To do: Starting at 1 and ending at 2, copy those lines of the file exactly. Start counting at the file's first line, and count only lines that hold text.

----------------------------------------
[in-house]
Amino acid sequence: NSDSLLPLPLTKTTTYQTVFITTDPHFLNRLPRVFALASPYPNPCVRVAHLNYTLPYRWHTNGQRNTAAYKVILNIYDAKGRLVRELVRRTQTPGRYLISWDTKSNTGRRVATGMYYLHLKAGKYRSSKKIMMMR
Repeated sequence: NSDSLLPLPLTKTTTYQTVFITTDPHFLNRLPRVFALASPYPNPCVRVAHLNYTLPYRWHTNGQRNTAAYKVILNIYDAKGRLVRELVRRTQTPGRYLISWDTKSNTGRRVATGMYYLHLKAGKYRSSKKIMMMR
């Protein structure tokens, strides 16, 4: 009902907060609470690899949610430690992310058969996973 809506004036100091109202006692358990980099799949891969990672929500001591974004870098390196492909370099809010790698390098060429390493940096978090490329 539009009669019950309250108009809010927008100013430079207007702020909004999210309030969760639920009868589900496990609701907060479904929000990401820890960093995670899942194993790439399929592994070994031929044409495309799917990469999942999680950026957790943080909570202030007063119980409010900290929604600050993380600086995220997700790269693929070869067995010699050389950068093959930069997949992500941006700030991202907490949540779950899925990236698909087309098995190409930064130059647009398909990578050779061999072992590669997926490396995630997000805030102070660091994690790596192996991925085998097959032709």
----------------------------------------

[in-house]
Amino acid sequence: NSDSLLPLPLTKTTTYQTVFITTDPHFLNRLPRVFALASPYPNPCVRVAHLNYTLPYRWHTNGQRNTAAYKVILNIYDAKGRLVRELVRRTQTPGRYLISWDTKSNTGRRVATGMYYLHLKAGKYRSSKKIMMMR